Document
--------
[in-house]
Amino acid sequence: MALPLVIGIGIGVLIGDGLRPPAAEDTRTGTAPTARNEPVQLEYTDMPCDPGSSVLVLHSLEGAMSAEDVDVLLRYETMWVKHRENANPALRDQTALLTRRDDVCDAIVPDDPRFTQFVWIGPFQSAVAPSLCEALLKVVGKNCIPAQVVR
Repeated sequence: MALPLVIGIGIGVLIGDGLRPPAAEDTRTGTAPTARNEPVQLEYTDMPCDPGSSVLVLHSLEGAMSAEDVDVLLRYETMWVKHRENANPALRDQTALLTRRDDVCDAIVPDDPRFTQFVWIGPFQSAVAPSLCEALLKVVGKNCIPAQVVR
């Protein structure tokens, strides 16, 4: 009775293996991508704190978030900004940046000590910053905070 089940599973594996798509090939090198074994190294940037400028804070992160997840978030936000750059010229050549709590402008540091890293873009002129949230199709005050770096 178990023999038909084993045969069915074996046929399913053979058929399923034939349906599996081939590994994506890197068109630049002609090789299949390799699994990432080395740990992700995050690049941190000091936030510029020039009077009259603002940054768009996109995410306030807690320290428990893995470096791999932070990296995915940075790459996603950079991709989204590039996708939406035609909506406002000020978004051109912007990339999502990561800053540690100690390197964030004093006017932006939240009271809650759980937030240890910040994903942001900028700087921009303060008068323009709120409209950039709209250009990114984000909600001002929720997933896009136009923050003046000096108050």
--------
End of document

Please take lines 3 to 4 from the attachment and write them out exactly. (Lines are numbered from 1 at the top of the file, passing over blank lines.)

Repeated sequence: MALPLVIGIGIGVLIGDGLRPPAAEDTRTGTAPTARNEPVQLEYTDMPCDPGSSVLVLHSLEGAMSAEDVDVLLRYETMWVKHRENANPALRDQTALLTRRDDVCDAIVPDDPRFTQFVWIGPFQSAVAPSLCEALLKVVGKNCIPAQVVR
């Protein structure tokens, strides 16, 4: 009775293996991508704190978030900004940046000590910053905070 089940599973594996798509090939090198074994190294940037400028804070992160997840978030936000750059010229050549709590402008540091890293873009002129949230199709005050770096 178990023999038909084993045969069915074996046929399913053979058929399923034939349906599996081939590994994506890197068109630049002609090789299949390799699994990432080395740990992700995050690049941190000091936030510029020039009077009259603002940054768009996109995410306030807690320290428990893995470096791999932070990296995915940075790459996603950079991709989204590039996708939406035609909506406002000020978004051109912007990339999502990561800053540690100690390197964030004093006017932006939240009271809650759980937030240890910040994903942001900028700087921009303060008068323009709120409209950039709209250009990114984000909600001002929720997933896009136009923050003046000096108050």